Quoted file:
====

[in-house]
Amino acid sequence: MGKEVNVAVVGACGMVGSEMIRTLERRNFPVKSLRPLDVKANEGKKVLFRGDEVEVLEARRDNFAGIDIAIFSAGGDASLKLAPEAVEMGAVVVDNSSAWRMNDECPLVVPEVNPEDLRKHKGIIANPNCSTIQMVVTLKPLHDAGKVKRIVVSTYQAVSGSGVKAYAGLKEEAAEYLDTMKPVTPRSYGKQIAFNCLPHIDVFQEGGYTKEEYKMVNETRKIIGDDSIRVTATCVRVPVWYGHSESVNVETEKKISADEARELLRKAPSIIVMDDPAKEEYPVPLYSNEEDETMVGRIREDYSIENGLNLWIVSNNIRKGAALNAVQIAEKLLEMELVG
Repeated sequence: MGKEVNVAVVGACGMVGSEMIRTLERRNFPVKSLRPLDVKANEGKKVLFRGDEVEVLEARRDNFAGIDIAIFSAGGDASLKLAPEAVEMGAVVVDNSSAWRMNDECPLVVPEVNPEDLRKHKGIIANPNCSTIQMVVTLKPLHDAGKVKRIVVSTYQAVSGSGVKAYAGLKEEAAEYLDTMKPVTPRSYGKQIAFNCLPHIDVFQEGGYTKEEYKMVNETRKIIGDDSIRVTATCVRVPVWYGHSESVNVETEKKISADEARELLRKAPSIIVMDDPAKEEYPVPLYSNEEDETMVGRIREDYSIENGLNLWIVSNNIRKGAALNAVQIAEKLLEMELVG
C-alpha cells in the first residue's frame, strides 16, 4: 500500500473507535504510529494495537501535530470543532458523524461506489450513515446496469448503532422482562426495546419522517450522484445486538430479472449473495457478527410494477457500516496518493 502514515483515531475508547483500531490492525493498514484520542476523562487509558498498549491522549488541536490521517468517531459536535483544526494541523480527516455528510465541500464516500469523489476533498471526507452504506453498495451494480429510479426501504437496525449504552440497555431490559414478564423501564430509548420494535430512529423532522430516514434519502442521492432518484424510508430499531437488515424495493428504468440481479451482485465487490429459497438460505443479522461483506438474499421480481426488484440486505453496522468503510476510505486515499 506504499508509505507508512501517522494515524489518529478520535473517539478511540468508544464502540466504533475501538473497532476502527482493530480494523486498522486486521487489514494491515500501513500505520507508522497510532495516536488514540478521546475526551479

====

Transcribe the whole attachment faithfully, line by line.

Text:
[in-house]
Amino acid sequence: MGKEVNVAVVGACGMVGSEMIRTLERRNFPVKSLRPLDVKANEGKKVLFRGDEVEVLEARRDNFAGIDIAIFSAGGDASLKLAPEAVEMGAVVVDNSSAWRMNDECPLVVPEVNPEDLRKHKGIIANPNCSTIQMVVTLKPLHDAGKVKRIVVSTYQAVSGSGVKAYAGLKEEAAEYLDTMKPVTPRSYGKQIAFNCLPHIDVFQEGGYTKEEYKMVNETRKIIGDDSIRVTATCVRVPVWYGHSESVNVETEKKISADEARELLRKAPSIIVMDDPAKEEYPVPLYSNEEDETMVGRIREDYSIENGLNLWIVSNNIRKGAALNAVQIAEKLLEMELVG
Repeated sequence: MGKEVNVAVVGACGMVGSEMIRTLERRNFPVKSLRPLDVKANEGKKVLFRGDEVEVLEARRDNFAGIDIAIFSAGGDASLKLAPEAVEMGAVVVDNSSAWRMNDECPLVVPEVNPEDLRKHKGIIANPNCSTIQMVVTLKPLHDAGKVKRIVVSTYQAVSGSGVKAYAGLKEEAAEYLDTMKPVTPRSYGKQIAFNCLPHIDVFQEGGYTKEEYKMVNETRKIIGDDSIRVTATCVRVPVWYGHSESVNVETEKKISADEARELLRKAPSIIVMDDPAKEEYPVPLYSNEEDETMVGRIREDYSIENGLNLWIVSNNIRKGAALNAVQIAEKLLEMELVG
C-alpha cells in the first residue's frame, strides 16, 4: 500500500473507535504510529494495537501535530470543532458523524461506489450513515446496469448503532422482562426495546419522517450522484445486538430479472449473495457478527410494477457500516496518493 502514515483515531475508547483500531490492525493498514484520542476523562487509558498498549491522549488541536490521517468517531459536535483544526494541523480527516455528510465541500464516500469523489476533498471526507452504506453498495451494480429510479426501504437496525449504552440497555431490559414478564423501564430509548420494535430512529423532522430516514434519502442521492432518484424510508430499531437488515424495493428504468440481479451482485465487490429459497438460505443479522461483506438474499421480481426488484440486505453496522468503510476510505486515499 506504499508509505507508512501517522494515524489518529478520535473517539478511540468508544464502540466504533475501538473497532476502527482493530480494523486498522486486521487489514494491515500501513500505520507508522497510532495516536488514540478521546475526551479